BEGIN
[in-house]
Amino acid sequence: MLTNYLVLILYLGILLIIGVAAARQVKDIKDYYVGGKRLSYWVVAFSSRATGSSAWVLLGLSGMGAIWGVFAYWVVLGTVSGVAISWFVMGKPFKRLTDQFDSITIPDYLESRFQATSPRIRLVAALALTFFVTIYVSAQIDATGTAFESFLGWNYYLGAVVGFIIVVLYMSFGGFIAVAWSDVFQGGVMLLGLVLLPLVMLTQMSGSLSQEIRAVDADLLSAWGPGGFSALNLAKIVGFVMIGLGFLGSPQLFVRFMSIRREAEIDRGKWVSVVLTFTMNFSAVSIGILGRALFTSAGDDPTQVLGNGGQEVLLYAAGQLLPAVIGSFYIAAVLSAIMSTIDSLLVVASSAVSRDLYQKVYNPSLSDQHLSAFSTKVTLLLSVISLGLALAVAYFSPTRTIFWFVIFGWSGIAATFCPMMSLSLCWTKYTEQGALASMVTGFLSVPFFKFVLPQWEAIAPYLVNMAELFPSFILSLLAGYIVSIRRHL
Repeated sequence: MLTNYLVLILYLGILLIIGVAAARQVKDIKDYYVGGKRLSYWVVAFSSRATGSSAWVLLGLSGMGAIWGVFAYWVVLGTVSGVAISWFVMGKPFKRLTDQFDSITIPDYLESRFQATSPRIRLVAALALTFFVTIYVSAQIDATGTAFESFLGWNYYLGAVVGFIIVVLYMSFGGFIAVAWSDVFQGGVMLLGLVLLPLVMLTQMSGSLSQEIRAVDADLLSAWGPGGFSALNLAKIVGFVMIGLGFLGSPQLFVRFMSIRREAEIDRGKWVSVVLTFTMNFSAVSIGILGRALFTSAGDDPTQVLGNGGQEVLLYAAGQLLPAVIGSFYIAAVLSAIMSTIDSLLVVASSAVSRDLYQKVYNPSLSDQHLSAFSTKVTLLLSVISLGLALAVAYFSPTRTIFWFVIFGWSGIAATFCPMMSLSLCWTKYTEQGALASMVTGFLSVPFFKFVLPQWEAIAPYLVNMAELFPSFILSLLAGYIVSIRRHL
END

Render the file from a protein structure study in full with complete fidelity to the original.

[in-house]
Amino acid sequence: MLTNYLVLILYLGILLIIGVAAARQVKDIKDYYVGGKRLSYWVVAFSSRATGSSAWVLLGLSGMGAIWGVFAYWVVLGTVSGVAISWFVMGKPFKRLTDQFDSITIPDYLESRFQATSPRIRLVAALALTFFVTIYVSAQIDATGTAFESFLGWNYYLGAVVGFIIVVLYMSFGGFIAVAWSDVFQGGVMLLGLVLLPLVMLTQMSGSLSQEIRAVDADLLSAWGPGGFSALNLAKIVGFVMIGLGFLGSPQLFVRFMSIRREAEIDRGKWVSVVLTFTMNFSAVSIGILGRALFTSAGDDPTQVLGNGGQEVLLYAAGQLLPAVIGSFYIAAVLSAIMSTIDSLLVVASSAVSRDLYQKVYNPSLSDQHLSAFSTKVTLLLSVISLGLALAVAYFSPTRTIFWFVIFGWSGIAATFCPMMSLSLCWTKYTEQGALASMVTGFLSVPFFKFVLPQWEAIAPYLVNMAELFPSFILSLLAGYIVSIRRHL
Repeated sequence: MLTNYLVLILYLGILLIIGVAAARQVKDIKDYYVGGKRLSYWVVAFSSRATGSSAWVLLGLSGMGAIWGVFAYWVVLGTVSGVAISWFVMGKPFKRLTDQFDSITIPDYLESRFQATSPRIRLVAALALTFFVTIYVSAQIDATGTAFESFLGWNYYLGAVVGFIIVVLYMSFGGFIAVAWSDVFQGGVMLLGLVLLPLVMLTQMSGSLSQEIRAVDADLLSAWGPGGFSALNLAKIVGFVMIGLGFLGSPQLFVRFMSIRREAEIDRGKWVSVVLTFTMNFSAVSIGILGRALFTSAGDDPTQVLGNGGQEVLLYAAGQLLPAVIGSFYIAAVLSAIMSTIDSLLVVASSAVSRDLYQKVYNPSLSDQHLSAFSTKVTLLLSVISLGLALAVAYFSPTRTIFWFVIFGWSGIAATFCPMMSLSLCWTKYTEQGALASMVTGFLSVPFFKFVLPQWEAIAPYLVNMAELFPSFILSLLAGYIVSIRRHL